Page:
In the Pentagon corridors, the 'evil-doer' is no longer the focus - even if most Americans think he's supposed to be.
Try as he may, Defense Secretary Donald Rumsfeld cannot seem to shake the dreaded "OBL" question - even coming from his wife, Joyce.
"Every once in a while ... as I get up about 5 o'clock and get ready to take a shower and head for the office, she says, 'Don, where is he?' " Mr. Rumsfeld told a military gathering last week. "I tell her that if I want to bring up Osama bin Laden, I'll wake her up and bring it up myself," he quipped.
Exactly 146 days after the US military launched its war on terrorism, the man most wanted by President Bush as the "evil-doer" behind the Sept. 11 terrorist attacks remains at large - a fact that the Pentagon is working hard to downplay.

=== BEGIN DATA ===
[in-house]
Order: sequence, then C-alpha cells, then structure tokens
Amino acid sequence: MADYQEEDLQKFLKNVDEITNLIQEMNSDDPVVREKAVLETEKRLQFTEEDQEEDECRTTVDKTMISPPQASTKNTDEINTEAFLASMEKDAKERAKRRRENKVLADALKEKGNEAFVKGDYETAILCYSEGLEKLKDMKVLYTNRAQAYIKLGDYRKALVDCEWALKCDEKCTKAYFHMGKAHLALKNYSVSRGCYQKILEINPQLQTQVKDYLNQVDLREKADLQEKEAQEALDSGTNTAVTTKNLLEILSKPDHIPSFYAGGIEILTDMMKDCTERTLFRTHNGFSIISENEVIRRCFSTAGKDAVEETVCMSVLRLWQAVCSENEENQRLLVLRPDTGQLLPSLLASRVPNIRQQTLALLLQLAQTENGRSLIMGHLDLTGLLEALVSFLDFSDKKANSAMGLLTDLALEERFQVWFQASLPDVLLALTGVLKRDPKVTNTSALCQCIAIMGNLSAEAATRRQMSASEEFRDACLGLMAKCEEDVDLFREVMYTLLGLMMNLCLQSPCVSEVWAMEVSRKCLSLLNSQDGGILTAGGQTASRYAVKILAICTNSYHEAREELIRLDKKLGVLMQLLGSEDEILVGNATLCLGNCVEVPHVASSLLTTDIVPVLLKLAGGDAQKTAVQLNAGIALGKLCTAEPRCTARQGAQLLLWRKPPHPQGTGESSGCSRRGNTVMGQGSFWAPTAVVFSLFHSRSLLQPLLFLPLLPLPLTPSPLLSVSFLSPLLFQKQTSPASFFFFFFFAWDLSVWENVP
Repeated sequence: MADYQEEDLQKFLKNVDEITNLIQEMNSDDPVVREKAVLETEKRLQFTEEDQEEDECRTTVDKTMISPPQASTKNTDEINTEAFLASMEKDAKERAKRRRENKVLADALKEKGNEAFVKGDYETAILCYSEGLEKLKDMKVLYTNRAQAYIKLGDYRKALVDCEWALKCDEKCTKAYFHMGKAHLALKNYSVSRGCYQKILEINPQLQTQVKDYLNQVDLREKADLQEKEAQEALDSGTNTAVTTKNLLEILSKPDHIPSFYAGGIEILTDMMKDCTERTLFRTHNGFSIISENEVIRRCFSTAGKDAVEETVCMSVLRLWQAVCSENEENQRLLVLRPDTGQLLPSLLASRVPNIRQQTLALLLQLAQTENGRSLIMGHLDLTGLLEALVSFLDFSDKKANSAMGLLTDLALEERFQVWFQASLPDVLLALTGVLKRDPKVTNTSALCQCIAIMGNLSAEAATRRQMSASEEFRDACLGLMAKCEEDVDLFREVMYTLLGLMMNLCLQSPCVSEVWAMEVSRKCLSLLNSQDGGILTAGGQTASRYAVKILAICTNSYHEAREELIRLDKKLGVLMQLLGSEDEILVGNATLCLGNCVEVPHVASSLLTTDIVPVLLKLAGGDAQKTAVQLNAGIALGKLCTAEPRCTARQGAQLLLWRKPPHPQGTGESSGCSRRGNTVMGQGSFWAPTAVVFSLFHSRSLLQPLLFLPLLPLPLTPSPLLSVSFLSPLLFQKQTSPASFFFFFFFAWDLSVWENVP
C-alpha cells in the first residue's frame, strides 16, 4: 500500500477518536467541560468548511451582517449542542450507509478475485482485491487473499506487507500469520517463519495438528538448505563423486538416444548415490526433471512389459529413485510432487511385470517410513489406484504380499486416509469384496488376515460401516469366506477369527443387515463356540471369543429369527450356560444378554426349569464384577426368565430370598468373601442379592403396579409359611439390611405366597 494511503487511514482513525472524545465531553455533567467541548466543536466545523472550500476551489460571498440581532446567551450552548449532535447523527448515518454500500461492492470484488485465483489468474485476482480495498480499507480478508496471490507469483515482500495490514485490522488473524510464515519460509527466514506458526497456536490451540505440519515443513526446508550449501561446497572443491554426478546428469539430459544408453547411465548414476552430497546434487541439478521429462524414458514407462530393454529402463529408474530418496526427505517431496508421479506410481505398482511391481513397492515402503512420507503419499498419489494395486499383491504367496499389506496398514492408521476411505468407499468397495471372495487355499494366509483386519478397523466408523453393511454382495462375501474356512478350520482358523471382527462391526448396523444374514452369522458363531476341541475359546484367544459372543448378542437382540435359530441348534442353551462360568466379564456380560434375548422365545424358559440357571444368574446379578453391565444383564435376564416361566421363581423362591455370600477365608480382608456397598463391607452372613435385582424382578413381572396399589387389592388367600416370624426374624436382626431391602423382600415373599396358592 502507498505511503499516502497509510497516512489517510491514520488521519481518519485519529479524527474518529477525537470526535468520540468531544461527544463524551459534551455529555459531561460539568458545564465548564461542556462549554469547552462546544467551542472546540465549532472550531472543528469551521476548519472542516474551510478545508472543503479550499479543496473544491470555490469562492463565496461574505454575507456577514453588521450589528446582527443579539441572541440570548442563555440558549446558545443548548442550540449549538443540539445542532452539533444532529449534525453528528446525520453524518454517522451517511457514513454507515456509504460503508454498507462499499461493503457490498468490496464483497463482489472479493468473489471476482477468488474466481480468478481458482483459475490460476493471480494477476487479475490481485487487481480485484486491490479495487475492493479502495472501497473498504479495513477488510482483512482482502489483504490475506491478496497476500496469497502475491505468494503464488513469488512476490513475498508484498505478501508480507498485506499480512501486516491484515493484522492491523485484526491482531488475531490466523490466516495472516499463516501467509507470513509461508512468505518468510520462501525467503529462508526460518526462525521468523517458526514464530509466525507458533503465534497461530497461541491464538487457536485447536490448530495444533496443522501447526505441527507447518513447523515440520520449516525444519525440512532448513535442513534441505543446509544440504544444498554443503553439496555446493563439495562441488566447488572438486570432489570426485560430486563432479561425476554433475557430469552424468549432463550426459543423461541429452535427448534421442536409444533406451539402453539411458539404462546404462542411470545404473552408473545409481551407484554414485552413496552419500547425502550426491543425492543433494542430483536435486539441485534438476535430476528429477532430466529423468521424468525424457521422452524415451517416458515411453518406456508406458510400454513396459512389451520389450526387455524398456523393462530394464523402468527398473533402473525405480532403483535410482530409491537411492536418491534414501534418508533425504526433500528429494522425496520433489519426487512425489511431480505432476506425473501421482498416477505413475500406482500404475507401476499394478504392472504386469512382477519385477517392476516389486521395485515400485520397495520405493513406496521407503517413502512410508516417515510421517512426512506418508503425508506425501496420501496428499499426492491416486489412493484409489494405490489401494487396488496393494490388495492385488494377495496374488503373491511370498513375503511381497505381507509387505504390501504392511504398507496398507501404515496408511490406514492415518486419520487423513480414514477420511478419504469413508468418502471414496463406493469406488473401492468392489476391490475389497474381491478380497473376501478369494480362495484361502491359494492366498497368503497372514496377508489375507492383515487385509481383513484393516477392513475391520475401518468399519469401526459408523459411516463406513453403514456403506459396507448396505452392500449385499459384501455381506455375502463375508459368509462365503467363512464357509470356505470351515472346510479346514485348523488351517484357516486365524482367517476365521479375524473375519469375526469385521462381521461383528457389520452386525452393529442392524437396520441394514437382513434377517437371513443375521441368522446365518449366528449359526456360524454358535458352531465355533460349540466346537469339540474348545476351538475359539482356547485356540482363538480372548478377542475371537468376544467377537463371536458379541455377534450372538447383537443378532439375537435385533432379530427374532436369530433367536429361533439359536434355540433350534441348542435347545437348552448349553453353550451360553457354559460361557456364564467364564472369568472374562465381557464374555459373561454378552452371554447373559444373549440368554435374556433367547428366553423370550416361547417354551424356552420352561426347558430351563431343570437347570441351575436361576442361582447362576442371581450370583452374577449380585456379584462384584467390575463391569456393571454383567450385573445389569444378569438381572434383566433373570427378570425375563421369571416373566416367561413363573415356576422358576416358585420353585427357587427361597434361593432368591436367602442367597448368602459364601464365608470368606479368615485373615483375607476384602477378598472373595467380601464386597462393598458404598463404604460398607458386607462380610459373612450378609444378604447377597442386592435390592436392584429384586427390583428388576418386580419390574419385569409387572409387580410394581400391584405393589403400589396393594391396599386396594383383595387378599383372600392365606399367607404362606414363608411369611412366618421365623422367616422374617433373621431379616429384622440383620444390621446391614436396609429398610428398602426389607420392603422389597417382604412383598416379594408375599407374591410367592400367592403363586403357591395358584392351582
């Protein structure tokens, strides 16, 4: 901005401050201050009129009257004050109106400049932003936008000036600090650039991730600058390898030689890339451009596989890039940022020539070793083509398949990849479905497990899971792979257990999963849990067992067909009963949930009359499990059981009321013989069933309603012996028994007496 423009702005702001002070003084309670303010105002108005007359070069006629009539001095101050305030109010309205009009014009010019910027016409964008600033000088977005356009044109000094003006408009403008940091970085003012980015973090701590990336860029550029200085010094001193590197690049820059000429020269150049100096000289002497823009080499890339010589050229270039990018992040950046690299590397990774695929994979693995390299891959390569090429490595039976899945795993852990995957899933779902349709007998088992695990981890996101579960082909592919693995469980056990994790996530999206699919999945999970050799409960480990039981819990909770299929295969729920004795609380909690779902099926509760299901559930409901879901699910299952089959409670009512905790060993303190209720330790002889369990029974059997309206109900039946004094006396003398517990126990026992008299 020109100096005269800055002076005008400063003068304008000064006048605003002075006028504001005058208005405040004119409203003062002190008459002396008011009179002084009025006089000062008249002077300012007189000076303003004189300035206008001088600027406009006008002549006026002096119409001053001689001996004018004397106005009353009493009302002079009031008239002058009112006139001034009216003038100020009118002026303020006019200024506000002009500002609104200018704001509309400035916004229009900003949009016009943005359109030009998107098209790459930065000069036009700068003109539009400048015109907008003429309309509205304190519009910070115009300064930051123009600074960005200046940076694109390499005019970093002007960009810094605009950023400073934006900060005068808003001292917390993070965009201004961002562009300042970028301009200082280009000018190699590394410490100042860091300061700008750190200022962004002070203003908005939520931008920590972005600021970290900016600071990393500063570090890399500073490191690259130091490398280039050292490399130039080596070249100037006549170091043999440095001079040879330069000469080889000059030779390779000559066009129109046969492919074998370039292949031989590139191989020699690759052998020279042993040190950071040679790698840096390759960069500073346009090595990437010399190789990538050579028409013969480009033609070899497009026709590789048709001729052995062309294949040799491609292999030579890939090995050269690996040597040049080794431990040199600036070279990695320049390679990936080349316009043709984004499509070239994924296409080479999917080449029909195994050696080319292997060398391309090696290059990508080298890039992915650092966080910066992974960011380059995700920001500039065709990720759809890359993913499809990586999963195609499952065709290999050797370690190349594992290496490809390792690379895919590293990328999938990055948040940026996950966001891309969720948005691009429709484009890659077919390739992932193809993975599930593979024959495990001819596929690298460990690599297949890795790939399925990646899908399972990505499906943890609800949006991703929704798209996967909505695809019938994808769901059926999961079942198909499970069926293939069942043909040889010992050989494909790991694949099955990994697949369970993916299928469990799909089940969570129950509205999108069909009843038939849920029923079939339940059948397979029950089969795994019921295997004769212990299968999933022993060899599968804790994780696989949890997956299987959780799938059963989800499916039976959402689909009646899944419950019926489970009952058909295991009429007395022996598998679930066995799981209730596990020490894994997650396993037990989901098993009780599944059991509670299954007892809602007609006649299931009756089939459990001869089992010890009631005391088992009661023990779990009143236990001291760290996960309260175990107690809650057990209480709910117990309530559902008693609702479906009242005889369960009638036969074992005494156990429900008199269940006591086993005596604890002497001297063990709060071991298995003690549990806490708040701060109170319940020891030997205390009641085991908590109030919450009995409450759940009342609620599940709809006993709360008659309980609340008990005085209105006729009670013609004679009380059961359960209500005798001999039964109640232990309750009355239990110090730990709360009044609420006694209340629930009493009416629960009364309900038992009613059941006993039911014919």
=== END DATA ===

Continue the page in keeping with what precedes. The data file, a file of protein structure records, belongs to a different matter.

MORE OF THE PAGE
Most Americans consider tracking down bin Laden as essential for the success of the Afghanistan campaign, recent polls show.
Indeed, a November poll showed that 60 percent of Americans were willing to risk large numbers of casualties among US troops in order to capture or kill bin Laden.
Yet since the US-led siege at the Tora Bora
cave complex in eastern Afghanistan in December turned up no trace of the Al Qaeda terrorist leader, top Pentagon officials have increasingly argued that - alive or dead - he is irrelevant.
"Everybody wants to know where Osama bin Laden is. The next question is, who cares?" says one Defense Department official, reflecting an attitude widespread in Pentagon corridors.
"Osama bin Laden as a center of gravity is gone," he says.
Indeed, a top US military official this week stated that finding the Saudi-born militant is not even one of the top priorities of the US war on terrorism.
"I wouldn't call it [getting bin Laden] a prime mission," said Joint Chiefs of Staff Chairman Gen. Richard Myers.